1. Graham Vivian Sutherland OM (24 August 1903 – 17 February 1980) was an English artist.

    Early prints and landscapes

    Sutherland’s early prints of pastoral subjects show the influence of Samuel Palmer, largely mediated by the older etcher, F.L. Griggs. He did not begin to paint in earnest until he was in his 30s, following the collapse of the print market in 1930 due to the Great Depression. These pieces are mainly landscapes, which show an affinity with the work of Paul Nash. Sutherland focused on the inherent strangeness of natural forms, and abstracting them, sometimes giving his work a surrealist appearance; in 1936 he exhibited in the International Surrealist Exhibition in London.

    He also took up glass design, fabric design and poster design during the 1930s, and taught at a number of London art colleges. In 1934 he first visited Pembrokeshire and was profoundly inspired by its landscape, and the place remained a source for much of the following decade. In 1967 Sutherland returned to Wales and was once again inspired by the landscape regularly working in the region until his death in 1980.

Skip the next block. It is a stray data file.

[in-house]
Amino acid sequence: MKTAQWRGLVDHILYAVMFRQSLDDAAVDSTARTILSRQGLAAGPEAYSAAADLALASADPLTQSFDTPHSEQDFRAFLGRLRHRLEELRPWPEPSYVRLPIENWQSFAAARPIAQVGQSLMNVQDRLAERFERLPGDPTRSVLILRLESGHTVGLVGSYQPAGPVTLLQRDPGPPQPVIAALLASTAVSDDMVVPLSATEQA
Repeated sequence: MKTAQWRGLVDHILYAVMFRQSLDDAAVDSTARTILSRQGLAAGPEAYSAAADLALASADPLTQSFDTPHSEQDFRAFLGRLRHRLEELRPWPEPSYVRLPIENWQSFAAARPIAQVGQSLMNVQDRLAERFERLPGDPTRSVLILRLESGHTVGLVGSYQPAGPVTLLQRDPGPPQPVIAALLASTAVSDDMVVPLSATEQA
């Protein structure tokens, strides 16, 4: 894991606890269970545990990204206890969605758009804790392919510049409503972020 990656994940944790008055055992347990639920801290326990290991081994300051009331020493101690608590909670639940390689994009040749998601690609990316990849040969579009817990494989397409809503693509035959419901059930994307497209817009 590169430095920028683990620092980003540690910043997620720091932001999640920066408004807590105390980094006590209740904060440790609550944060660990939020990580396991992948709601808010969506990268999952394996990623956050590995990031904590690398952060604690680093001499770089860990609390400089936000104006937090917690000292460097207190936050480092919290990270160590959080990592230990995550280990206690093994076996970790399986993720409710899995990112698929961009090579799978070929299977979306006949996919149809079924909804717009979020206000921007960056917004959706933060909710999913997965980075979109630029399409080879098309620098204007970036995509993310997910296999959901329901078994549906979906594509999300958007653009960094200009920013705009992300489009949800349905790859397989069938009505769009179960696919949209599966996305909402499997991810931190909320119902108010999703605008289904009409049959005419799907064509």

Religious Subjects

    Sutherland converted to Catholicism in December 1926, the year before his marriage to Kathleen Barry, who had been a fellow student at Goldsmith’s College. In 1944, he was commissioned by Walter Hussey (then Vicar of St Matthew’s, Northampton and an important patron of modern religious art) to paint The Crucifixion (1946) for St Matthew’s Church, Northampton.

    In the early 1950s, Sutherland was commissioned to design the tapestry for Basil Spence’s new Coventry CathedralChrist in Glory took ten years before completion in 1962. Sutherland visited the weavers, Pinton Frères of Felletin, France, on nine occasions.

    He also continued to produce work based on natural forms, and managed to blend some of these – such as thorns – into his religious work. Sometimes, as in Head III (1953), these forms, often considered threatening in appearance, have an organic appearance but are entirely invented.

    (via Wikipedia)

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